Hypothermia & Snowmobilers

Hypothermia is a Serious Threat to Snowmobilers

Hypothermia is the condition where your body loses more heat than it can produce. The four main causes of heat loss are:


Radiation- bare skin radiates heat to the open air. Always wear a warm hat since you can lose up to 80% of your heat through an uncovered head.


Convection- is where body heat warms the surrounding air and is then taken away by the wind. The stronger the wind, the faster the heat loss.


Conduction- when we touch cold objects heat is transferred rapidly to that object. Avoid sitting or lying on snow, ice, rocks or cold ground.


Evaporation- when we get wet, moisture evaporates like a swamp cooler. Wet skin and clothes lose heat many, many times faster than when we are dry.


The 5 stages of hypothermia are as follows:


STAGE 1 occurs at a body temperature from 98.6 to 96 degrees F. You will notice severe shivering as your body exercises the muscles to produce heat.


STAGE 2 comes when the body temperature falls to 95 to 91 F. Shivering becomes violent, speech becomes difficult, thinking is slow and sluggish and sometimes amnesia may occur.


STAGE 3 happens when body temperature drops to 90 to 86 F. Shivering will stop; this is a very important sign! Muscles may become rigid and skin will become blue and puffy. Other symptoms are poor physical coordination, unclear and muddled thinking, and muscle spasms that appear as jerking. The victim is still usually able to stand or sit at this stage, though.


STAGE 4 involves a body temperature of 86 to 78 F. At this point the victim becomes unconscious and reflexes are depressed.


STAGE 5 is anything less than 78 F. This stage is fatal, as the victim will go into cardiac arrest. The best way to avoid hypothermia is to dress in warm layers, with waterproof and windproof outer clothing, stay dry, find shelter from the wind and build a fire. Don’t let hypothermia set in before you begin to seek shelter. When someone in your group starts to feel the cold, stop and warm them before continuing.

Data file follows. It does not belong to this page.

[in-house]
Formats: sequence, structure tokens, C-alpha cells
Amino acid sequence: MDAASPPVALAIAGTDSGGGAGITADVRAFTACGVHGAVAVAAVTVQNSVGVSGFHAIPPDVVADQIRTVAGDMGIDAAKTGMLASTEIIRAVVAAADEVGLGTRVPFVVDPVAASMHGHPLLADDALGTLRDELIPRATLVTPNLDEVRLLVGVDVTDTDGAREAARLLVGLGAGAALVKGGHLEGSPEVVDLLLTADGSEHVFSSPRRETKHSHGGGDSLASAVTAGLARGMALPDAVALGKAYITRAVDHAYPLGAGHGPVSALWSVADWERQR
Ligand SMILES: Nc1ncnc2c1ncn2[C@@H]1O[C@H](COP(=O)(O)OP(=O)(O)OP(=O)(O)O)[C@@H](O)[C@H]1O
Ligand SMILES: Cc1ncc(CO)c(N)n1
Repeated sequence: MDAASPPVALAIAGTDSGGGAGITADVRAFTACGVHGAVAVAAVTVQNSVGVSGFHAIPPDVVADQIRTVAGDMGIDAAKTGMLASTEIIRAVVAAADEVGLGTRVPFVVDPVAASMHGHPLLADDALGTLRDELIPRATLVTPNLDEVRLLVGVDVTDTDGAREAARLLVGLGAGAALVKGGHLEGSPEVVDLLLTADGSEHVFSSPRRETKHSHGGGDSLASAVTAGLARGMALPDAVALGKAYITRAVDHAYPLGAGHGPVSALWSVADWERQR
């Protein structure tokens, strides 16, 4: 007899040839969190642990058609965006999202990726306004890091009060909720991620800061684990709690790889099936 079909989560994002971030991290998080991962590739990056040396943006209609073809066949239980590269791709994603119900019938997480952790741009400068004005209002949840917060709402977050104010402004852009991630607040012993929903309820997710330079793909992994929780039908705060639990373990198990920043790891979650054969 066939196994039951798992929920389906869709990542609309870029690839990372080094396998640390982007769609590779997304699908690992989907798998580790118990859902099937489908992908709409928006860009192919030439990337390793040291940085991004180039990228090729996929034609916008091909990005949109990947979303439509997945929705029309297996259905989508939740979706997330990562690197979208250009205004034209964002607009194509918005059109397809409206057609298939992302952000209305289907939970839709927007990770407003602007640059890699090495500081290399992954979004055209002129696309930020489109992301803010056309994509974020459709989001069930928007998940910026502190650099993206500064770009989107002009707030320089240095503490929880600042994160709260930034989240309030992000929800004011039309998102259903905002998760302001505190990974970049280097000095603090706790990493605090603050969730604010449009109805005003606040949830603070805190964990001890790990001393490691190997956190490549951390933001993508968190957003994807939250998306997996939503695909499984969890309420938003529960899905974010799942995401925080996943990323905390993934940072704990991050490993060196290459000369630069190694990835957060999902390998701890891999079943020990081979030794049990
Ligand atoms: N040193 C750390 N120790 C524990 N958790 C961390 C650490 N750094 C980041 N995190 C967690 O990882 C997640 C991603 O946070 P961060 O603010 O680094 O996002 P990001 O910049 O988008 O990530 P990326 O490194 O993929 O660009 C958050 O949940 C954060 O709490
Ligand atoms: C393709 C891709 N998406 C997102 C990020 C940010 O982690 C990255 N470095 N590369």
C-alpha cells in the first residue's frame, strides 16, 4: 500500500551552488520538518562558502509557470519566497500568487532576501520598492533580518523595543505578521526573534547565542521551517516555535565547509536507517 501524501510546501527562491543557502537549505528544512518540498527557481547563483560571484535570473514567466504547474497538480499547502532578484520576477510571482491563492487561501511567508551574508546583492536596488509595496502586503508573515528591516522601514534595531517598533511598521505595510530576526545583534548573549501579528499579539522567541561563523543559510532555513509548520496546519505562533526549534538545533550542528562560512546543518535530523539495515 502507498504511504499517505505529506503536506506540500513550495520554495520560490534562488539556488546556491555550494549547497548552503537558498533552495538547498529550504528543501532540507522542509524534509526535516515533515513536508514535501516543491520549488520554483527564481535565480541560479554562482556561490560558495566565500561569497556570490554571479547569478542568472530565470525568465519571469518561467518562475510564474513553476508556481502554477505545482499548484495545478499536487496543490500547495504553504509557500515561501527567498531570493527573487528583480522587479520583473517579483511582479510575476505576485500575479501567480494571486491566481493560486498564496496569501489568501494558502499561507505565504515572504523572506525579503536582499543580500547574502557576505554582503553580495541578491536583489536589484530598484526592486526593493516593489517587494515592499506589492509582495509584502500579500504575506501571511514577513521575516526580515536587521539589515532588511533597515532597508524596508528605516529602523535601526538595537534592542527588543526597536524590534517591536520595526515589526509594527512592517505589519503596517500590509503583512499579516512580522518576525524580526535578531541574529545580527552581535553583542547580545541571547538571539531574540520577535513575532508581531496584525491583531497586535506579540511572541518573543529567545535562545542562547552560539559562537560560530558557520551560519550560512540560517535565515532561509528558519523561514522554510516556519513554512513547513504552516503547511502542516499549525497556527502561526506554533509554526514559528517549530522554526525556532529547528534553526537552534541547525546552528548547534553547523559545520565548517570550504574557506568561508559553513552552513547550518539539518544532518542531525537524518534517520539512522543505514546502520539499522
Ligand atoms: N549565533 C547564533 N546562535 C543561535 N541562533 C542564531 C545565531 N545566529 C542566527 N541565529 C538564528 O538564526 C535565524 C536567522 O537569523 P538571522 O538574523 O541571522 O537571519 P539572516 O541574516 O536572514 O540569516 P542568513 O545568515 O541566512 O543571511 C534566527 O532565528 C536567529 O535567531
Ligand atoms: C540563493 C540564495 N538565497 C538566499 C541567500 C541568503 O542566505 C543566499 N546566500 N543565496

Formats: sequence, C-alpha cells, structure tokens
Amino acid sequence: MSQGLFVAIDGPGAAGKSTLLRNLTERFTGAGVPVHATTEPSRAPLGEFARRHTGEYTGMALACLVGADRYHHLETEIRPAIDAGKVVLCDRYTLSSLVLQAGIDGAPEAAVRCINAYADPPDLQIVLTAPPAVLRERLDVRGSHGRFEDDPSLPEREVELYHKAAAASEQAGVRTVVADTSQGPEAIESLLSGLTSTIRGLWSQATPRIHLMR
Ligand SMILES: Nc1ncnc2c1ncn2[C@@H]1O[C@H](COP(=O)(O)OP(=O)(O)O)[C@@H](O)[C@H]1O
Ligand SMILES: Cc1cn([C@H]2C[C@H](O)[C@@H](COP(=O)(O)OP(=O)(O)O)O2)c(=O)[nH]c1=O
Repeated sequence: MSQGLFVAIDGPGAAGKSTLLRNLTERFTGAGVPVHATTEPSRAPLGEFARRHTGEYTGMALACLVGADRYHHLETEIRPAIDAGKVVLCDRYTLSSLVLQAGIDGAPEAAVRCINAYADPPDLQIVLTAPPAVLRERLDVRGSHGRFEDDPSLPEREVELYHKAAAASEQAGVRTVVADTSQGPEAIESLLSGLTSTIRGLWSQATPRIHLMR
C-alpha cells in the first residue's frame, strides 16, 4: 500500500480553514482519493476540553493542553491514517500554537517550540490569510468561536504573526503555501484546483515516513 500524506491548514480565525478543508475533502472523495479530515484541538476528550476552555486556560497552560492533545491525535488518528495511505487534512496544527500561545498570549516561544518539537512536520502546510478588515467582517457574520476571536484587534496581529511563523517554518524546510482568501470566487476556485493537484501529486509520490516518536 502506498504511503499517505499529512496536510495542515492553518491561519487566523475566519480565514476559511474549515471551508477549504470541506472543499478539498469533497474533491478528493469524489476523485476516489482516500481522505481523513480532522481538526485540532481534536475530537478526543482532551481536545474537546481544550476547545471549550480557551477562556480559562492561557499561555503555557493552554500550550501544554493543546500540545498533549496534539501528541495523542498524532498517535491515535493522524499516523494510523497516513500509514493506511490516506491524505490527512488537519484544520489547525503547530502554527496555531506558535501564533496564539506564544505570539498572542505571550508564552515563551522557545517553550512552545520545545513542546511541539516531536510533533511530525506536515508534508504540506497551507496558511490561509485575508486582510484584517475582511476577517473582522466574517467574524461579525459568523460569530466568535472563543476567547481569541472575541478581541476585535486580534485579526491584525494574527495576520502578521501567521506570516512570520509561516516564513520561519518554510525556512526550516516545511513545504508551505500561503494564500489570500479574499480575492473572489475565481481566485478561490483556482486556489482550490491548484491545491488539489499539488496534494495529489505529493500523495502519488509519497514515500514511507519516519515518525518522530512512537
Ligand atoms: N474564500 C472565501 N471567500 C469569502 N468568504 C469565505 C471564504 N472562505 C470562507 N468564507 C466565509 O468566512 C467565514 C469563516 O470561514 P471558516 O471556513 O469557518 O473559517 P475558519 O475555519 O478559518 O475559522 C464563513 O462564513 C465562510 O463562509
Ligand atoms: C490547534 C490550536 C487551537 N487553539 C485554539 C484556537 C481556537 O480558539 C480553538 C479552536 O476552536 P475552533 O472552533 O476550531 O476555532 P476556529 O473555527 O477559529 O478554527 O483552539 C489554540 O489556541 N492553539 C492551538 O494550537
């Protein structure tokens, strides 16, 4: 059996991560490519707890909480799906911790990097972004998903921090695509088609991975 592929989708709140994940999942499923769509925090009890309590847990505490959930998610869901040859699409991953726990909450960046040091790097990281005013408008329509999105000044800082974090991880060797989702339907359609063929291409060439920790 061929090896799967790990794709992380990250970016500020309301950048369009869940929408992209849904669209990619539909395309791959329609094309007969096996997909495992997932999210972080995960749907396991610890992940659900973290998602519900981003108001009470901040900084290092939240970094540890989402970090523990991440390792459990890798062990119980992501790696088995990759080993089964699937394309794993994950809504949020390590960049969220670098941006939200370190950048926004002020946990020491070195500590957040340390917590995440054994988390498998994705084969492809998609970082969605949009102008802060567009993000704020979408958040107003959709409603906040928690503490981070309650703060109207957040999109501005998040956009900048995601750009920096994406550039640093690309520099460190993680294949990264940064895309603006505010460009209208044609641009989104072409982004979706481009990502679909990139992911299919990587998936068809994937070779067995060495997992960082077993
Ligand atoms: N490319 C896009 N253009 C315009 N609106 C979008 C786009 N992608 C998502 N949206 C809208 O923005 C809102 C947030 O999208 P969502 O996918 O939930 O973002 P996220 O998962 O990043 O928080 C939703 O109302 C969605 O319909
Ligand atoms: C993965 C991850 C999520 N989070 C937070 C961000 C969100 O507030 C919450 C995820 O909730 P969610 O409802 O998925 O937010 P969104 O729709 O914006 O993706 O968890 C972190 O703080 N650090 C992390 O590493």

If hypothermia does occur, warm the core of the person first. Do not start by warming the hands and feet as this can send cold blood back to the victims’ heart and cause cardiac arrest even though the victim may only be in the second or third stage of hypothermia. Warm the head, neck, and torso first. Hot liquids laced with sugar are an excellent way to warm a person, as the sugar is absorbed rapidly into the blood stream. High-energy foods will also help the body begin metabolizing and providing its own heat. Remove wet clothing and replace it with dry clothes. If a sleeping bag is available, place the hypothermic person in it with a non-hypothermic person for body-to-body warmth. DO NOT give alcohol to a person suffering from cold or hypothermia. This opens blood vessels at the surface of the skin, allowing heat to be lost more rapidly.